Seedbed preparation starts at harvest with even residue distribution out the back of your combine. But it’s the next step that sets up your fields for success come spring — if you choose the right tillage tool and get it set right.
Let’s get to the point: Safety is the surest route to a timely, satisfying harvest. If you don’t have a safety plan, develop one. If you have one, stick with it. It might be the most important task you complete this fall.
From cereal grains to oilseeds to cover crops, you expect every seed you plant to reach its full genetic potential. Case IH Precision Disk™ air drills hit all the agronomic benchmarks that deliver top yields.
Of all the hats you’ll wear between now and the end of the season, your crop residue manager hat might be the most important. How well you wear it will help determine yields next year and beyond.
When your operation demands a large planter, you shouldn’t have to sacrifice agronomic performance. And you shouldn’t need a pry bar or can opener to get it into and out of your fields.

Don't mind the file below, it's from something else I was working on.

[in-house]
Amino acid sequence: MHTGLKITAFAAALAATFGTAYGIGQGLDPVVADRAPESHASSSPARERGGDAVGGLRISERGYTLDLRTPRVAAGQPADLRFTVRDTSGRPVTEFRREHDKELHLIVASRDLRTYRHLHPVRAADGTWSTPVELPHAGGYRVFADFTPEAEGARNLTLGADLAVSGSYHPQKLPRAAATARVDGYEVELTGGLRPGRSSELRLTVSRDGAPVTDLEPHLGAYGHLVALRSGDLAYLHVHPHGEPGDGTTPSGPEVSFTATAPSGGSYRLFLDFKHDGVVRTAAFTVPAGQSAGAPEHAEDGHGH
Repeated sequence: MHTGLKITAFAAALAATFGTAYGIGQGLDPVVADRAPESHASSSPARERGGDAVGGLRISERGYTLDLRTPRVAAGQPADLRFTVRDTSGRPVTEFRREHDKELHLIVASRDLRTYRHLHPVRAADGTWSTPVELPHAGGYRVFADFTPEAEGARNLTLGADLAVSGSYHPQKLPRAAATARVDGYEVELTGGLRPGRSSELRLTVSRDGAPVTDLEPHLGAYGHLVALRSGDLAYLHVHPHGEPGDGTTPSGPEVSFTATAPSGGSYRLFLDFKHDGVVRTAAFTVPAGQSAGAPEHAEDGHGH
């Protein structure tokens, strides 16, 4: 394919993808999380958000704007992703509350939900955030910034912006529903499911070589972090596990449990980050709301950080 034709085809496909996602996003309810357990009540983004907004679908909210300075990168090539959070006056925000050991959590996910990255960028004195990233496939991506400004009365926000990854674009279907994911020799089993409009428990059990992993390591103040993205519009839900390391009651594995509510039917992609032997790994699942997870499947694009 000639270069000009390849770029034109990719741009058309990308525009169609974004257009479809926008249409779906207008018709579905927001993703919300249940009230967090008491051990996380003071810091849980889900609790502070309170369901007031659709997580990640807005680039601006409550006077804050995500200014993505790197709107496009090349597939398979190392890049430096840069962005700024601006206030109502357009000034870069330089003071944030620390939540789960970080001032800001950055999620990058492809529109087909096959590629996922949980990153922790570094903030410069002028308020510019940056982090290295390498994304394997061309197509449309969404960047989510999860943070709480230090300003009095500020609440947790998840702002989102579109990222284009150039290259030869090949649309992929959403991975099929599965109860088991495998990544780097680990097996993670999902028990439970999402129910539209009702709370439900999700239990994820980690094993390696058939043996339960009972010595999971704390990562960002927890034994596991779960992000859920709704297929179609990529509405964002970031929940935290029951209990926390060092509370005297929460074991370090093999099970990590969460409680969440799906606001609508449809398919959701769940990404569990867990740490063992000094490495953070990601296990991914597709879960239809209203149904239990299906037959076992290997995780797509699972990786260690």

By most accounts, last year’s crops came off with few hiccups. And then the switch flipped. In many areas, the season’s first run of bad weather shut down most fall fieldwork — and that was that. If you’re wondering how you’ll get your fields ready to plant this spring, it’s not too early to strategize.
Air drills long have been the seeding implement of choice among no-till farmers. Thanks to the latest advancements in technology and Case IH Agronomic Design™, today’s air seeders help deliver optimal yield potential from every seed, regardless of crop.
As you wrap up harvest and prepare for another growing season, it’s time to reevaluate your operation and look for ways to maximize productivity next year.
These days, fall tillage is as much a part of harvest as crisp, frosty mornings and meals served in the combine cab. It’s a critical step in maximizing returns from today’s top-yielding crop genetics. To get there, you must set up your tillage equipment to accomplish all it’s designed to do.
Wet fields hindering harvest across large swaths of the Northern Plains have many farmers searching for a way to dry their fields. Although there’s no quick fix, one potential solution is to improve moisture management throughout the growing season by helping it move deeper in the soil profile.